Bulimia isn’t a disease or bug you just get over by taking antibiotics. It is a mental illness that takes over. I was badly bullied at school for being chubby. I started to hate my body image but loved food too much – throwing up after eating was an easy option for me to try to lose weight, which got very addicting. I found I had some control of me and felt I deserve to be unhappy.
After a while I got worse with body image. I was the ‘fat friend’, which never helped with my confidence. I started to lose weight when I had my prom and sister’s wedding coming up – I hit the gym more and started to run with my sister, and started to take slimming pills. I started to lose more weight quite quickly.
The more I got obsessed the more it was slowly eating away at my personality. I always been bubbly, smiley, and outgoing, but I became a person I didn’t recognised. I became antisocial, depressive and barely talked. I isolated myself from friends and family. At the end of my two years at college I was very much alone. I believed I was no good for anyone and I deserved what I got. I wanted to lose more weight and started to eat less and less.
My doctor got me to do some counselling, which never really worked as I never opened up about it. I never admitted I needed help in those days. But my mum was starting to see I had issues and tried to help me – I pushed anyone away who did. I decided going to university would be the end of my weight loss and that I would try to maintain my weight. I started to enjoy life again, go out again and felt more alive I done in a while.
I thought I’d beaten it, but I was wrong. A few months later the feelings started to kick up again. I started to buy more slimming tablets and eating less. I started not to cope in stressful moments and getting forgetful. My weight wasn’t moving as fast I wanted to. After my first year at college I started to get dangerously low. As I ate less, my weight plummeted. My family was getting worried and so did my uni friends. I left university after a few months. I couldn’t cope, I was always exhausted and easily picked up bugs.
Once I was home, I started counselling again, and yet again it was a waste of time. I just ignored the problem. I became a shell of the person I was once. I cut my hair off due to losing it; I lost all my curves. All I did was run, sleep and work. I hid away from my family and friends. I was ashamed of what I became.
At this time I was training to do my first marathon. Doctors kept warning me but I carried on anyway till a week before the event. I had issues with my heart, and that’s when it hit me: my body was giving up. I finally put my hands up and gave in. I dropped out of the marathon and decided I needed help. Admitting I had anorexia was just the first step to my recovery.
I was admitted into an eating disorder clinic. It was a small centre, but it became my home for five months. It was hard when Mum and Dad dropped me off – I felt abandoned, but I knew it was for the best. I never knew how much I put my parents through until I got to the clinic – they should never see their child self-destruct in that way. It was the hardest thing I did having to learn to eat meals again and drink normal amounts, I was bedridden when I first got there and all I did was sleep. I wasn’t the easiest of patients either – I did (still do) throw good strops.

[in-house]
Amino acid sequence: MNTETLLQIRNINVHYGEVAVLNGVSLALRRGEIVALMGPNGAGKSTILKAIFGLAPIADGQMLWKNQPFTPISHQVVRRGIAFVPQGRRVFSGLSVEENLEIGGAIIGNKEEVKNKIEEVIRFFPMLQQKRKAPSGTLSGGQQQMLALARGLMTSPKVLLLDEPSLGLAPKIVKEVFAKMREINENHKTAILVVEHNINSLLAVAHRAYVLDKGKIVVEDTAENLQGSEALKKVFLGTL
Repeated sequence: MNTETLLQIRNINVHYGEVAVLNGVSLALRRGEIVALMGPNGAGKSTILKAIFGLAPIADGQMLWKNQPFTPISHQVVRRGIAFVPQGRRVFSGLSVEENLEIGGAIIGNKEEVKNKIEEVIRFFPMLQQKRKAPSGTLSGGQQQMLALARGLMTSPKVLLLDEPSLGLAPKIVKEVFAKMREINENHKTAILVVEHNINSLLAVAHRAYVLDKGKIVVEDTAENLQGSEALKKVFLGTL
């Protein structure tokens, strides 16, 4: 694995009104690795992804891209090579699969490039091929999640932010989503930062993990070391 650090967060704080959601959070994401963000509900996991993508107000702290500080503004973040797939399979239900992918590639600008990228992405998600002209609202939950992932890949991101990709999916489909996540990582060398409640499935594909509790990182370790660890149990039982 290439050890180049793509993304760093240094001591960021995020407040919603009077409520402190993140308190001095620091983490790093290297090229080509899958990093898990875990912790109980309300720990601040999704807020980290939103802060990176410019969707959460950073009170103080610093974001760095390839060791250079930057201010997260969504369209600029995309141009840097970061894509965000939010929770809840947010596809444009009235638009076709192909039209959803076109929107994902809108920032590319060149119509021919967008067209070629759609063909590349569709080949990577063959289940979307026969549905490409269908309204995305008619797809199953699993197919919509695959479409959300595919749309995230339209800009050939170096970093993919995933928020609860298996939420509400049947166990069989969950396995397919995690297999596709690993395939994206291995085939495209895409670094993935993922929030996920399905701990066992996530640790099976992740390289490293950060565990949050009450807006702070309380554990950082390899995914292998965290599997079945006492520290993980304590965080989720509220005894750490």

By the second month in I was starting to see changes. I was starting to see the old Meg – I started to smile again, laugh and joke around, and wanted to be around people. I wanted to know everything and everyone; my love of chatting came back. I was allowed to go home for weekends by the third month, which Mum loved, but wasn’t allowed to do much walking or exercise – I did miss my running a lot though mind. By the fourth month I was allowed into this flat where you cook yourself and be more independent so I should manage by the time I got discharged. I was getting more nervous each day, but the unit was brilliant to prepare me to re-join the real world.
September 4th 2010 I was allowed home. I’m not going to lie: it was hard. But with the help of family and friends I adjusted myself. I returned to work a month later and started to run again but I did have a blip – I started to lose weight again and went back on slimming tablets but I managed to get back off them and focus on my body. I couldn’t do that again to myself. I started to run more but also started to eat more, which helped me maintain my weight. I started to train for my first marathon with help from a good friend – he said he’d help me train as long I listened to him and ate, so that’s what I did. I smashed my first marathon – it was a great sense of achievement, and the best feeling was that I did it healthy. After that my weight remained healthy. I started to enjoy life and embrace it. I did things I thought I couldn’t do: I went back to college and qualified as a fitness instructor. That led me into many things and now I’m a personal trainer and running couch.
Recovery isn’t easy. You will have to work hard to achieve it, but it is achievable. Now age 29 I can look back and think, well, if I can maintain my ED demons, I can anything I put my mind to. It has taken me a long time to talk about my experience with ED and some experiences I cannot share because it is hard to open up, but I am in a good place to share my story.
It’s best to be open and to be honest with yourself. I still struggle with many aspects of ED; I still have good and bad days, but I won’t let it get in the way of my life. I am not perfect and won't say I’m fully recovered, but I keep battling and focus on my life now.